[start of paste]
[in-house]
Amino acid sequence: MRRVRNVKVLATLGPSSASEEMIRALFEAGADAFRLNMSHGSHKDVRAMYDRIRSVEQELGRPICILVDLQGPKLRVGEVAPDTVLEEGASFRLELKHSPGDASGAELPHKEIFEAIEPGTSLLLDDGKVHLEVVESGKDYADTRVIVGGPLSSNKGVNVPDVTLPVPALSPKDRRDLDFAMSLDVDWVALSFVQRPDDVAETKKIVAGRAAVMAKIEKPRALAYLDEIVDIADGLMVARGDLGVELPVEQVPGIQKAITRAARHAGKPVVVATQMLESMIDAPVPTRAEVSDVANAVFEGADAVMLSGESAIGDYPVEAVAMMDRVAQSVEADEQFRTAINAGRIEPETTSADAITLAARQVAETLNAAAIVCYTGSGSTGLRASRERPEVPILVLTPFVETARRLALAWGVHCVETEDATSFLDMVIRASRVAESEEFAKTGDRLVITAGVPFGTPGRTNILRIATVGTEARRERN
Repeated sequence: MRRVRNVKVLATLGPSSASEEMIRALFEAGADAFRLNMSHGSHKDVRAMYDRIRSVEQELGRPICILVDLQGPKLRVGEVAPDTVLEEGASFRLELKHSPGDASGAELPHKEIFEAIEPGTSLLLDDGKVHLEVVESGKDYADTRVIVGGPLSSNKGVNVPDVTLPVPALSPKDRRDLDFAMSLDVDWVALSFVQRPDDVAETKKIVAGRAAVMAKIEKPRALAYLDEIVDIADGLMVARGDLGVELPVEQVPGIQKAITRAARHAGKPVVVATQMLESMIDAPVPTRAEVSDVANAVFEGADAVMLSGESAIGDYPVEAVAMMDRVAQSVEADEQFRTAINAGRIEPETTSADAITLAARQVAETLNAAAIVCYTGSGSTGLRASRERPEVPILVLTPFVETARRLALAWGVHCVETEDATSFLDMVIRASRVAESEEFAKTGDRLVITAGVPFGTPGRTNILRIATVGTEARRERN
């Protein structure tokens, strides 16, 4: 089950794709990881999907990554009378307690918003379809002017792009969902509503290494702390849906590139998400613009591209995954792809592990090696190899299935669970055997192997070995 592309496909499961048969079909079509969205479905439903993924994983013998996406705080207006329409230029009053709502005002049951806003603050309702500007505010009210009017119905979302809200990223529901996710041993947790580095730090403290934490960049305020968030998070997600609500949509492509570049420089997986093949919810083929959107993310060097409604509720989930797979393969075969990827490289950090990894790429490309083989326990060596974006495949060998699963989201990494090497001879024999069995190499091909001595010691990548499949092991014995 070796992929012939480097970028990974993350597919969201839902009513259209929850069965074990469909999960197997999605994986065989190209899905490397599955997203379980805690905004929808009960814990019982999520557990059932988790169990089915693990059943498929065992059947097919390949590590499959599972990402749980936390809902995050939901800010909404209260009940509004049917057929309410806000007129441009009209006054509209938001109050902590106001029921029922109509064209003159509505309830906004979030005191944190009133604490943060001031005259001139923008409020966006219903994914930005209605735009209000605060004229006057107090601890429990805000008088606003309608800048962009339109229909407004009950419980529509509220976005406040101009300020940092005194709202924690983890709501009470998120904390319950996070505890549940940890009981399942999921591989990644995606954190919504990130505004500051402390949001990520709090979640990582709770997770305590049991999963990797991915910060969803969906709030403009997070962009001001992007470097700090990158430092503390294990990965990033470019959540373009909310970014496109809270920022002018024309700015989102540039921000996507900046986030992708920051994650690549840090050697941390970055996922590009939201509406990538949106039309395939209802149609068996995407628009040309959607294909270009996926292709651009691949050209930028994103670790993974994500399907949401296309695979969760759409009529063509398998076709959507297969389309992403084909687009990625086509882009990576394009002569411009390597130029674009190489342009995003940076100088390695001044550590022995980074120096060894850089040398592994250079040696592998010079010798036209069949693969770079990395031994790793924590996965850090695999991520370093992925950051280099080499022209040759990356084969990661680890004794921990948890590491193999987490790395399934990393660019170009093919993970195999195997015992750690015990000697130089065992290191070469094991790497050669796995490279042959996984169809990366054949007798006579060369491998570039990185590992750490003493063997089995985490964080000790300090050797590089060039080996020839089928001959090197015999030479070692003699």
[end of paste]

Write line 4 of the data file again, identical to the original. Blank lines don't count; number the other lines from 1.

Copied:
């Protein structure tokens, strides 16, 4: 089950794709990881999907990554009378307690918003379809002017792009969902509503290494702390849906590139998400613009591209995954792809592990090696190899299935669970055997192997070995 592309496909499961048969079909079509969205479905439903993924994983013998996406705080207006329409230029009053709502005002049951806003603050309702500007505010009210009017119905979302809200990223529901996710041993947790580095730090403290934490960049305020968030998070997600609500949509492509570049420089997986093949919810083929959107993310060097409604509720989930797979393969075969990827490289950090990894790429490309083989326990060596974006495949060998699963989201990494090497001879024999069995190499091909001595010691990548499949092991014995 070796992929012939480097970028990974993350597919969201839902009513259209929850069965074990469909999960197997999605994986065989190209899905490397599955997203379980805690905004929808009960814990019982999520557990059932988790169990089915693990059943498929065992059947097919390949590590499959599972990402749980936390809902995050939901800010909404209260009940509004049917057929309410806000007129441009009209006054509209938001109050902590106001029921029922109509064209003159509505309830906004979030005191944190009133604490943060001031005259001139923008409020966006219903994914930005209605735009209000605060004229006057107090601890429990805000008088606003309608800048962009339109229909407004009950419980529509509220976005406040101009300020940092005194709202924690983890709501009470998120904390319950996070505890549940940890009981399942999921591989990644995606954190919504990130505004500051402390949001990520709090979640990582709770997770305590049991999963990797991915910060969803969906709030403009997070962009001001992007470097700090990158430092503390294990990965990033470019959540373009909310970014496109809270920022002018024309700015989102540039921000996507900046986030992708920051994650690549840090050697941390970055996922590009939201509406990538949106039309395939209802149609068996995407628009040309959607294909270009996926292709651009691949050209930028994103670790993974994500399907949401296309695979969760759409009529063509398998076709959507297969389309992403084909687009990625086509882009990576394009002569411009390597130029674009190489342009995003940076100088390695001044550590022995980074120096060894850089040398592994250079040696592998010079010798036209069949693969770079990395031994790793924590996965850090695999991520370093992925950051280099080499022209040759990356084969990661680890004794921990948890590491193999987490790395399934990393660019170009093919993970195999195997015992750690015990000697130089065992290191070469094991790497050669796995490279042959996984169809990366054949007798006579060369491998570039990185590992750490003493063997089995985490964080000790300090050797590089060039080996020839089928001959090197015999030479070692003699």